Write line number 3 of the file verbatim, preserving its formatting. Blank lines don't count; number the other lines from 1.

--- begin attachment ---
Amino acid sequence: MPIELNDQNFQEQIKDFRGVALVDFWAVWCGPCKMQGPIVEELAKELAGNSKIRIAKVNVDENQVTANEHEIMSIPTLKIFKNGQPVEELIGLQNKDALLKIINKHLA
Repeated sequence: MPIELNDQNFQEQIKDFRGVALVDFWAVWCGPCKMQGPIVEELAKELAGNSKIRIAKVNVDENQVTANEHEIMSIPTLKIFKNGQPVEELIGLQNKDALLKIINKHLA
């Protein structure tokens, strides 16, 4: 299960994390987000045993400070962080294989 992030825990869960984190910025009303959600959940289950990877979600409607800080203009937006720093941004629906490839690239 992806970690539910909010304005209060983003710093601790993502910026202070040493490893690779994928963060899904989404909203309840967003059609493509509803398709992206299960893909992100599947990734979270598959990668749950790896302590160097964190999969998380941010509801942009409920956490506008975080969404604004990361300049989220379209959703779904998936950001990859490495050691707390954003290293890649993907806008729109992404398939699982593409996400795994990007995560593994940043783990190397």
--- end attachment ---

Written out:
């Protein structure tokens, strides 16, 4: 299960994390987000045993400070962080294989 992030825990869960984190910025009303959600959940289950990877979600409607800080203009937006720093941004629906490839690239 992806970690539910909010304005209060983003710093601790993502910026202070040493490893690779994928963060899904989404909203309840967003059609493509509803398709992206299960893909992100599947990734979270598959990668749950790896302590160097964190999969998380941010509801942009409920956490506008975080969404604004990361300049989220379209959703779904998936950001990859490495050691707390954003290293890649993907806008729109992404398939699982593409996400795994990007995560593994940043783990190397």